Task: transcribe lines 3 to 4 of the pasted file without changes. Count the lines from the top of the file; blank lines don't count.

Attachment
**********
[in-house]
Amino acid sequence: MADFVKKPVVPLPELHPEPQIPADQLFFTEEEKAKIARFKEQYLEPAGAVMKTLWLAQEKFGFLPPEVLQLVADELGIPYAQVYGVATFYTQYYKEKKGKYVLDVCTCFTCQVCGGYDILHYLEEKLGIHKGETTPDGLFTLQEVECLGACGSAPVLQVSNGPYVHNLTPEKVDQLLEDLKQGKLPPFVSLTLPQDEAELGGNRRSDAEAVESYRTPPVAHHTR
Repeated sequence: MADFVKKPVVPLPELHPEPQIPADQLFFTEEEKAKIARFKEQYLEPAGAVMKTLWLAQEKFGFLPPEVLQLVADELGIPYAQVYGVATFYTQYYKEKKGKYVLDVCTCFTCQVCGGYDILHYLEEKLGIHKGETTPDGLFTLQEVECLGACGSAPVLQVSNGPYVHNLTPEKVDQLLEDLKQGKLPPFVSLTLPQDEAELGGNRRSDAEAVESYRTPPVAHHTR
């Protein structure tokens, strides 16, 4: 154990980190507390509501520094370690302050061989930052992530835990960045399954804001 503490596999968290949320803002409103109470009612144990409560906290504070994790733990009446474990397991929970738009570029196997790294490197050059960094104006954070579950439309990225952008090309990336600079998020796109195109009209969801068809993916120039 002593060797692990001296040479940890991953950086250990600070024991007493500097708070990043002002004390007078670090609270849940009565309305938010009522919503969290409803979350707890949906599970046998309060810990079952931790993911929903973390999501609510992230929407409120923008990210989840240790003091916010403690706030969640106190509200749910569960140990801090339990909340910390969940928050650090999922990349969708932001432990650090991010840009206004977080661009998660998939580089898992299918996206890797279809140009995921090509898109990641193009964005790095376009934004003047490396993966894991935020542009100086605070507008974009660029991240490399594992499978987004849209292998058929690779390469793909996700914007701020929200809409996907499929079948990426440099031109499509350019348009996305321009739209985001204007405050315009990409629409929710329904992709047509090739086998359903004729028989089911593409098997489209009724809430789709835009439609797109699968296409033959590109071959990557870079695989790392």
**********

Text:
Repeated sequence: MADFVKKPVVPLPELHPEPQIPADQLFFTEEEKAKIARFKEQYLEPAGAVMKTLWLAQEKFGFLPPEVLQLVADELGIPYAQVYGVATFYTQYYKEKKGKYVLDVCTCFTCQVCGGYDILHYLEEKLGIHKGETTPDGLFTLQEVECLGACGSAPVLQVSNGPYVHNLTPEKVDQLLEDLKQGKLPPFVSLTLPQDEAELGGNRRSDAEAVESYRTPPVAHHTR
């Protein structure tokens, strides 16, 4: 154990980190507390509501520094370690302050061989930052992530835990960045399954804001 503490596999968290949320803002409103109470009612144990409560906290504070994790733990009446474990397991929970738009570029196997790294490197050059960094104006954070579950439309990225952008090309990336600079998020796109195109009209969801068809993916120039 002593060797692990001296040479940890991953950086250990600070024991007493500097708070990043002002004390007078670090609270849940009565309305938010009522919503969290409803979350707890949906599970046998309060810990079952931790993911929903973390999501609510992230929407409120923008990210989840240790003091916010403690706030969640106190509200749910569960140990801090339990909340910390969940928050650090999922990349969708932001432990650090991010840009206004977080661009998660998939580089898992299918996206890797279809140009995921090509898109990641193009964005790095376009934004003047490396993966894991935020542009100086605070507008974009660029991240490399594992499978987004849209292998058929690779390469793909996700914007701020929200809409996907499929079948990426440099031109499509350019348009996305321009739209985001204007405050315009990409629409929710329904992709047509090739086998359903004729028989089911593409098997489209009724809430789709835009439609797109699968296409033959590109071959990557870079695989790392």